Syria is the beneficiary of one of the world’s most complex humanitarian operations. Its fragile health system has been repeatedly strained through multiple concurrent emergencies and challenged as a result of ongoing insecurity, the COVID-19 pandemic, a debilitating socioeconomic crisis, and chronic challenges that continue to affect the availability and quality of health services across Syria and the physical and mental wellbeing of the entire population. According to the 2022 health sector severity scale, areas of highest severity are, and will continue to be, located in five governorates in the north-west and north-east of Syria.
In 2022, 12.2 million people will be in need of health services, of which 4.4 million are displaced, 1.33 million will be children aged under 5 years (including an anticipated 503 000 new borns) and 3.38 million are women of reproductive age (15-49 years). Half a million elderly people will require inclusive health services, as will people with early onset non-communicable diseases (NCDs), which are estimated to account for 45% of all deaths in Syria. Disability impacts an estimated 1.3 million people, placing them at greater risk of exclusion from health services.
The pandemic continues to disrupt the already fragile health services and systems in Syria, where more than 176 000 confirmed cases of COVID-19 and nearly 6 500 associated deaths (CFR 3.6%) have been recorded. Emerging variants, low levels of COVID-19 vaccination and a lack of adherence to preventive public health measures strain attempts to stabilize and restart services affected by the pandemic, including routine childhood immunization programmes, which are reporting reduced coverage rates.
Security incidents in north-east Syria persist alongside renewed hostilities in Dar’a that resulted in the displacement of more than 140 000 people in need of inclusive emergency health services.
The ongoing socioeconomic and political crises, further impacted by the COVID-19 pandemic, continue to strain the health system. Health needs have increased. Those who cannot afford treatment have been negatively impacted and basic supply chains of life-saving medicines and medical supplies have been disrupted.
Fuel supplies and availability of essential medicines, including cross-line and crossborder efforts, will continue to be affected, while increased poverty nationwide, which has already resulted in economically driven displacement, is also likely to increase, worsening determinants of health further still. The economic crisis has a direct impact on the strength of the health system, which is reliant on the availability and accessibility of electricity, water and road networks. Safe and inclusive quality health services also require WASH interventions in health facilities, including medical waste management.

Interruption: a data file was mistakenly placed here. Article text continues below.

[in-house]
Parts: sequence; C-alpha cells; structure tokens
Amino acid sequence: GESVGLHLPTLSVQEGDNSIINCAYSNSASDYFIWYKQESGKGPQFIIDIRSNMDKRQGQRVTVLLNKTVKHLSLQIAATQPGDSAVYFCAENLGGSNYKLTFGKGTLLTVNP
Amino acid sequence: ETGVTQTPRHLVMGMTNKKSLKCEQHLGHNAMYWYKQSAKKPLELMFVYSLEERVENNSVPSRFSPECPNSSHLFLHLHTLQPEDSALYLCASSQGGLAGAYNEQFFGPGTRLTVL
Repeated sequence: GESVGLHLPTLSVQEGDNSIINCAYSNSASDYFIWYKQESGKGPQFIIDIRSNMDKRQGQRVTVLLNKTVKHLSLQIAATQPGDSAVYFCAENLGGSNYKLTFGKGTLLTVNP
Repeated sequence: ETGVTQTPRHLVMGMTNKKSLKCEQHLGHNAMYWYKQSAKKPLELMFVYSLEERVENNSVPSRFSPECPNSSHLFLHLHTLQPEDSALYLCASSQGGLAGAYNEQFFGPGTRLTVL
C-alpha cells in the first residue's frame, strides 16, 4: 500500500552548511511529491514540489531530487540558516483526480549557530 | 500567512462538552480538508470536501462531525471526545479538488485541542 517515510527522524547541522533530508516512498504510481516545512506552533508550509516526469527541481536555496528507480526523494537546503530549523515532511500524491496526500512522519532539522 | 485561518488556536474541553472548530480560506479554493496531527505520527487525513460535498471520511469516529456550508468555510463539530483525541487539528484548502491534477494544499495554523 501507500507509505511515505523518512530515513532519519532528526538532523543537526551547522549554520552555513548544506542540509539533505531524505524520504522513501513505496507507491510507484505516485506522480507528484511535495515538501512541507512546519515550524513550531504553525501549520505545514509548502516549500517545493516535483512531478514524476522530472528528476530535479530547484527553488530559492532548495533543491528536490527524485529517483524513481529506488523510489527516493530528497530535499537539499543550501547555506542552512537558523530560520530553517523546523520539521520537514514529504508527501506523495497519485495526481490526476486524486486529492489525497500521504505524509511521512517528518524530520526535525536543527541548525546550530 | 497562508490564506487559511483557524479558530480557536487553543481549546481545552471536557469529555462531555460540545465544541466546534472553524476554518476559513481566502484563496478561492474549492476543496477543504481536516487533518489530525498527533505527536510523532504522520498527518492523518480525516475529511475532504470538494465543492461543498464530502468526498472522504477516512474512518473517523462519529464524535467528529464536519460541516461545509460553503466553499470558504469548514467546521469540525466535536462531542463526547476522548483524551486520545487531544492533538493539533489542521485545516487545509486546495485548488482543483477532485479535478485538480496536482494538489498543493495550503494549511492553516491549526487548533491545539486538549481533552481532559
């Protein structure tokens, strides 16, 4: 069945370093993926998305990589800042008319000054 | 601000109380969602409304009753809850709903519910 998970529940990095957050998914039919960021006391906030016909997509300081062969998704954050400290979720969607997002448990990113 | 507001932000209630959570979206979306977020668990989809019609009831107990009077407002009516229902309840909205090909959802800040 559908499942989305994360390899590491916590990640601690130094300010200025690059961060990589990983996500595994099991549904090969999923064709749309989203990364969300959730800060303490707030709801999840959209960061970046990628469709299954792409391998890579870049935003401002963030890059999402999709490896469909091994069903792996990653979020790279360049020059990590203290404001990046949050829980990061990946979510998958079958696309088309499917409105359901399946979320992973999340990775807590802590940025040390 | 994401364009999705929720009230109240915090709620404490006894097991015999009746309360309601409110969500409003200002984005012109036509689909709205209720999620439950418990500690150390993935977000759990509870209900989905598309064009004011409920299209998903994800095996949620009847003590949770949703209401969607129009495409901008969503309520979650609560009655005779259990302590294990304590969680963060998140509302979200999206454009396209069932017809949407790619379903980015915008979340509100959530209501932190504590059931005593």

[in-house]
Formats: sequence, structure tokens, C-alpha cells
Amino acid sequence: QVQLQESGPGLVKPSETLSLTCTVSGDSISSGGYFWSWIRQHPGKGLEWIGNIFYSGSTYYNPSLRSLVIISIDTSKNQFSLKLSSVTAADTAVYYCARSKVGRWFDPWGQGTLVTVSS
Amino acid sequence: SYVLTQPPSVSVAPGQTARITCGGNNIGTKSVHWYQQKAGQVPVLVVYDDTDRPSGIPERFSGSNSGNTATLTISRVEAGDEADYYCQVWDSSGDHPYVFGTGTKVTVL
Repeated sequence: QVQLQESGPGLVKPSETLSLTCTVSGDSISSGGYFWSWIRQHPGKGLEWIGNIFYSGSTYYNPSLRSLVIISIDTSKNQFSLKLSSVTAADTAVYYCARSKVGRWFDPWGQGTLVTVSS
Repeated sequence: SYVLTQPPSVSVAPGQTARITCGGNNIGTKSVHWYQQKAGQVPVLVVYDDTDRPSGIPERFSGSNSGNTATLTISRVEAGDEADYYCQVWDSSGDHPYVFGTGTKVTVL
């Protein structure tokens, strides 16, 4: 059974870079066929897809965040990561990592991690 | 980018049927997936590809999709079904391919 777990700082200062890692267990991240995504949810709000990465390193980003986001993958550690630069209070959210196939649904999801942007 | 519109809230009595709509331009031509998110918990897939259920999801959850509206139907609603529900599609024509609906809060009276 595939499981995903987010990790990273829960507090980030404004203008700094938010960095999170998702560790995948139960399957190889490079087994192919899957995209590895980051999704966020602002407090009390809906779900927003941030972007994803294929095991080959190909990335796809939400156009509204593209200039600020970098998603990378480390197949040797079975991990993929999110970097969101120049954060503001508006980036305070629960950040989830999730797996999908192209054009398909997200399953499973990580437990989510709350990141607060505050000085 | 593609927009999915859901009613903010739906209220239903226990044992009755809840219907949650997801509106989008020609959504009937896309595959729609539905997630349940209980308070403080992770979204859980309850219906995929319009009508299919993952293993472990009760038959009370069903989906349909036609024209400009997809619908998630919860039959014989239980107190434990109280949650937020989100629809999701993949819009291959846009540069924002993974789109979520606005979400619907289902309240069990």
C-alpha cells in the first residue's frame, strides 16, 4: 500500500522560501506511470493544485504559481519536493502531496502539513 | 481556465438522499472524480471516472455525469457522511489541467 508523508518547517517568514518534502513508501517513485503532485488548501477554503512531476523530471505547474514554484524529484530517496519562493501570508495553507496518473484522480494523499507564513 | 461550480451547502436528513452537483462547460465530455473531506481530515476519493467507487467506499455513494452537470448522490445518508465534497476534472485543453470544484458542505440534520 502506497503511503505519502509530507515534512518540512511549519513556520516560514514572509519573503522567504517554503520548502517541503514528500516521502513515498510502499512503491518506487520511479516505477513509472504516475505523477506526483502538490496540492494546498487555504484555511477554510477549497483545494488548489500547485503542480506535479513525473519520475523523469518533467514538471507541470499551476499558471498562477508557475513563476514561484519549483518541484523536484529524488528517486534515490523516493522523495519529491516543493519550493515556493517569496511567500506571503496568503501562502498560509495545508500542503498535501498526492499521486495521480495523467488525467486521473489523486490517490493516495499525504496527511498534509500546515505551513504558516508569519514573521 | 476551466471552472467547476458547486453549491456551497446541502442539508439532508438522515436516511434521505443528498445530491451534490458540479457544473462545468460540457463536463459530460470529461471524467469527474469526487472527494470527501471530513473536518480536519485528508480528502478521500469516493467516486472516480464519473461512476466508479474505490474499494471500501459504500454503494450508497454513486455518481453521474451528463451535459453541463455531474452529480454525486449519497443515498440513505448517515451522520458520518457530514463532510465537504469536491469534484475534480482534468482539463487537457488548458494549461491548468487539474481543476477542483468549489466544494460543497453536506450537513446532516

For patients to receive quality care, health workers must be trained and equipped to provide a multitude of services. These include early identification; survivorcentered care; referral for GBV survivors; malnutrition screening; holistic prevention and treatment interventions for pregnant and lactating women and children aged under five; accessible and safe services for persons with disabilities, which require communication barriers and the needs of vulnerable groups such as adolescent girls to be addressed. Close coordination is needed with WASH, nutrition, protection and GBV sectors, as is the expansion of education and shelter related services.
Constraints in resource mobilization have hindered ongoing emergency health response activities and threatened the continuity of established interventions such as primary care networks, referrals and supply chains, all of which vulnerable persons increasingly rely on. Early recovery and resilience interventions that bridge humanitarian action and development - such as revitalization of supply chains, support for more pre- and in-service training of human resources for health, and improved access to medicines - also remain constrained due to challenges in international procurement and funding conditionalities. This has resulted in persistent and chronic shortages within the health workforce throughout the country, which accounts in part for the low level of fully functional health facilities in many parts of Syria.